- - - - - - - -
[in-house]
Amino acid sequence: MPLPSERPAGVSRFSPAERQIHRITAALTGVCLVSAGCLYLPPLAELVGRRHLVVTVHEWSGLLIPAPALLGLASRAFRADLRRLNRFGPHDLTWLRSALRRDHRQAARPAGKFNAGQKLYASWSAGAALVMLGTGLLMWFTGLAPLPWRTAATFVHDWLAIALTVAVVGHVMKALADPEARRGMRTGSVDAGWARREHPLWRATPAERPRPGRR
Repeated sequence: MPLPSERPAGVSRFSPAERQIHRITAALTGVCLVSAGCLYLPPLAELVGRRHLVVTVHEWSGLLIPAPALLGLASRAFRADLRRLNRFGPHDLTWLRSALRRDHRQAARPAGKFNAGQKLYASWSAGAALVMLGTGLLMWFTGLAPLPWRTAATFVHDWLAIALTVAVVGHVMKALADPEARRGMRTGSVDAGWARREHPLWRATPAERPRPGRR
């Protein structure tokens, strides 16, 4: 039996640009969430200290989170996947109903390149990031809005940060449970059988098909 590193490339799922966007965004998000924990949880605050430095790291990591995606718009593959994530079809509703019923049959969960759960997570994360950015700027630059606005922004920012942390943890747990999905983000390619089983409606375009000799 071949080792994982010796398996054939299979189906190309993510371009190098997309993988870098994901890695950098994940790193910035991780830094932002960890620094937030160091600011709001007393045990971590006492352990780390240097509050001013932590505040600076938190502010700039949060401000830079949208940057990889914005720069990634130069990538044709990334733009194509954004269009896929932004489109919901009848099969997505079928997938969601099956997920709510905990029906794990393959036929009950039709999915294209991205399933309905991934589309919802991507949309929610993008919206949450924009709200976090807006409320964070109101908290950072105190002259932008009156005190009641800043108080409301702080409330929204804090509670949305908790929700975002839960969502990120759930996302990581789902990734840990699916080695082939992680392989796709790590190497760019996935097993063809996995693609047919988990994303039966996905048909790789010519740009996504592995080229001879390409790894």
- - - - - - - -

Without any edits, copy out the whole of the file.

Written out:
[in-house]
Amino acid sequence: MPLPSERPAGVSRFSPAERQIHRITAALTGVCLVSAGCLYLPPLAELVGRRHLVVTVHEWSGLLIPAPALLGLASRAFRADLRRLNRFGPHDLTWLRSALRRDHRQAARPAGKFNAGQKLYASWSAGAALVMLGTGLLMWFTGLAPLPWRTAATFVHDWLAIALTVAVVGHVMKALADPEARRGMRTGSVDAGWARREHPLWRATPAERPRPGRR
Repeated sequence: MPLPSERPAGVSRFSPAERQIHRITAALTGVCLVSAGCLYLPPLAELVGRRHLVVTVHEWSGLLIPAPALLGLASRAFRADLRRLNRFGPHDLTWLRSALRRDHRQAARPAGKFNAGQKLYASWSAGAALVMLGTGLLMWFTGLAPLPWRTAATFVHDWLAIALTVAVVGHVMKALADPEARRGMRTGSVDAGWARREHPLWRATPAERPRPGRR
């Protein structure tokens, strides 16, 4: 039996640009969430200290989170996947109903390149990031809005940060449970059988098909 590193490339799922966007965004998000924990949880605050430095790291990591995606718009593959994530079809509703019923049959969960759960997570994360950015700027630059606005922004920012942390943890747990999905983000390619089983409606375009000799 071949080792994982010796398996054939299979189906190309993510371009190098997309993988870098994901890695950098994940790193910035991780830094932002960890620094937030160091600011709001007393045990971590006492352990780390240097509050001013932590505040600076938190502010700039949060401000830079949208940057990889914005720069990634130069990538044709990334733009194509954004269009896929932004489109919901009848099969997505079928997938969601099956997920709510905990029906794990393959036929009950039709999915294209991205399933309905991934589309919802991507949309929610993008919206949450924009709200976090807006409320964070109101908290950072105190002259932008009156005190009641800043108080409301702080409330929204804090509670949305908790929700975002839960969502990120759930996302990581789902990734840990699916080695082939992680392989796709790590190497760019996935097993063809996995693609047919988990994303039966996905048909790789010519740009996504592995080229001879390409790894």